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Natural Hazards and Earth System Sciences An interactive open-access journal of the European Geosciences Union
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https://doi.org/10.5194/nhess-2019-27
© Author(s) 2019. This work is distributed under
the Creative Commons Attribution 4.0 License.
https://doi.org/10.5194/nhess-2019-27
© Author(s) 2019. This work is distributed under
the Creative Commons Attribution 4.0 License.

  05 Feb 2019

05 Feb 2019

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This preprint was under review for the journal NHESS. A revision for further review has not been submitted.

Characteristics of a Hailstorm over the Andean La Paz Valley

Marcelo Zamuriano1, Andrey Martynov1, Luca Panziera1,2, and Stefan Brönnimann1 Marcelo Zamuriano et al.
  • 1Oeschger Centre for Climate Change Research and Institute of Geography, University of Bern, Switzerland
  • 2MeteoSwiss, Locarno Monti, Switzerland

Abstract. The iconic hailstorm and flash flood episode of 19 February 2002 over La Paz city is numerically investigated in this article. Large scale atmospheric circulation is dynamically downscaled in order to take into account the complex orography forcing and local features. Satellite observations suggests late morning shallow convection over the Altiplano that becomes deep convection in the early afternoon around complex orography. The control simulation captures well the cloud evolution and suggest a two-stage precipitation mechanism. First, early convection occurred around 1200 LST and originated from thermodynamic instability combined with lake breeze and orographic lifting. Rainfall discharge then generated cold pools. During the second stage, cold pools around complex orography were propagated by lake breeze and encountered the La Paz Valley breeze, triggering the deep convection near La Paz city around 1400 LST. We assess the importance of local features through numerical experiments, which include modification of orography, suppression of surface heat fluxes, changes of surface lake temperature and removal of the lake. We show the importance of orographic configuration as triggering mechanism for convection initiation and for mesoscale circulation, the role of lake temperature for frontal breeze and propagation of cold pools, and of surface heat fluxes for atmospheric instability. This study highlights the complex interaction between lakes, surface heating and orography that favour deep convection and hailstorm formation, which is especially relevant around the Titicaca lake region.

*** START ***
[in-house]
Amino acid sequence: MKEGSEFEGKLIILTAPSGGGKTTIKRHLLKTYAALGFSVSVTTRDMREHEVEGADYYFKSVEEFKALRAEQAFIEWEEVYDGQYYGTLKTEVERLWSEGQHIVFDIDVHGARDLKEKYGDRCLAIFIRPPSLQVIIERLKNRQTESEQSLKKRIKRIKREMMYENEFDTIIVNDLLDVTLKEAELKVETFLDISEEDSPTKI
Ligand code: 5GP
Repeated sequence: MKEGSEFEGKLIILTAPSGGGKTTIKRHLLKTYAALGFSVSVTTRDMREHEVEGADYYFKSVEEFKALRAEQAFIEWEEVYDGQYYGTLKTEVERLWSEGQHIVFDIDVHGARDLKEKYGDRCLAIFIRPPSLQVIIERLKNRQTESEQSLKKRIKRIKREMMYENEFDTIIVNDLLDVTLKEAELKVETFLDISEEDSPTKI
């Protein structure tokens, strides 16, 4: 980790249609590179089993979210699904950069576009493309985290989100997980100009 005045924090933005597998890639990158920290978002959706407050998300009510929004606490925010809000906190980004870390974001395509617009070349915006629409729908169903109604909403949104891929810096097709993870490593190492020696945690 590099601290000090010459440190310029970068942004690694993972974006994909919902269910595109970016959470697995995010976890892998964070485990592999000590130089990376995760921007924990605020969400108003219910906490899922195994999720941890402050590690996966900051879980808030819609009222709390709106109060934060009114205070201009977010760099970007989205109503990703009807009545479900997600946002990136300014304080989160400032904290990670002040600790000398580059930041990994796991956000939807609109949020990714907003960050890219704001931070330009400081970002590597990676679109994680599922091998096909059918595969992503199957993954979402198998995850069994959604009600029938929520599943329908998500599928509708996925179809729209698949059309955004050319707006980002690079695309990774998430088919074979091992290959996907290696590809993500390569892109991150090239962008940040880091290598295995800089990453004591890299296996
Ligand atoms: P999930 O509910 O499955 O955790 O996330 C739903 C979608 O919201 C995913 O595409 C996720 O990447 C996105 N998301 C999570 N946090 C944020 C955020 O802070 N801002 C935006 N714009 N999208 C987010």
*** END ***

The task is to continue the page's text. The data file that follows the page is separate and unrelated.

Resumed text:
Marcelo Zamuriano et al.

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Marcelo Zamuriano et al.

Marcelo Zamuriano et al.

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Short summary
This work investigates the formation of a hailstorm over the Tropical Bolivian Andes. Using the WRF atmospheric model, we are able to numerically reconstruct it and we assess the main factors (mountains, lake and surface heating) in the storm formation. We propose physical mechanisms that have the potential to improve the forecasting of similar events; which are known to have a big impact over the Bolivian Altiplano, especially the region near Titicaca lake.
This work investigates the formation of a hailstorm over the Tropical Bolivian Andes. Using the...
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